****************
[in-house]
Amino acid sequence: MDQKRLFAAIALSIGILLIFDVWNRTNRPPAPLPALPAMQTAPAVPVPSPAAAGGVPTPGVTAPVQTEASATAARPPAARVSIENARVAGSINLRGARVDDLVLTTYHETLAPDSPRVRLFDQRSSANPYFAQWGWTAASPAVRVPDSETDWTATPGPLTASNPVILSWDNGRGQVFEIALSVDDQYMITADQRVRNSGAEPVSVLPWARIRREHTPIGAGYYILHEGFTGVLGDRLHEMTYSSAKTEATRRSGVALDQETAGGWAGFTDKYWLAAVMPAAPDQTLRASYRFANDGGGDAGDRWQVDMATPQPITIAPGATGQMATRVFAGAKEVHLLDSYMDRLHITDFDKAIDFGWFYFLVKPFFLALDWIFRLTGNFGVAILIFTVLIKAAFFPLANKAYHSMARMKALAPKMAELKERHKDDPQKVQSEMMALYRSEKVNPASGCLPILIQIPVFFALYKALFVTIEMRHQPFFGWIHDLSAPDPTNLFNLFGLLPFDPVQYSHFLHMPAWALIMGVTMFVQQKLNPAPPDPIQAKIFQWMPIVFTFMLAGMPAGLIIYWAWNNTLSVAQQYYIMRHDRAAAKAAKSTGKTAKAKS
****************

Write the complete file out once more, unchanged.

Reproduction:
[in-house]
Amino acid sequence: MDQKRLFAAIALSIGILLIFDVWNRTNRPPAPLPALPAMQTAPAVPVPSPAAAGGVPTPGVTAPVQTEASATAARPPAARVSIENARVAGSINLRGARVDDLVLTTYHETLAPDSPRVRLFDQRSSANPYFAQWGWTAASPAVRVPDSETDWTATPGPLTASNPVILSWDNGRGQVFEIALSVDDQYMITADQRVRNSGAEPVSVLPWARIRREHTPIGAGYYILHEGFTGVLGDRLHEMTYSSAKTEATRRSGVALDQETAGGWAGFTDKYWLAAVMPAAPDQTLRASYRFANDGGGDAGDRWQVDMATPQPITIAPGATGQMATRVFAGAKEVHLLDSYMDRLHITDFDKAIDFGWFYFLVKPFFLALDWIFRLTGNFGVAILIFTVLIKAAFFPLANKAYHSMARMKALAPKMAELKERHKDDPQKVQSEMMALYRSEKVNPASGCLPILIQIPVFFALYKALFVTIEMRHQPFFGWIHDLSAPDPTNLFNLFGLLPFDPVQYSHFLHMPAWALIMGVTMFVQQKLNPAPPDPIQAKIFQWMPIVFTFMLAGMPAGLIIYWAWNNTLSVAQQYYIMRHDRAAAKAAKSTGKTAKAKS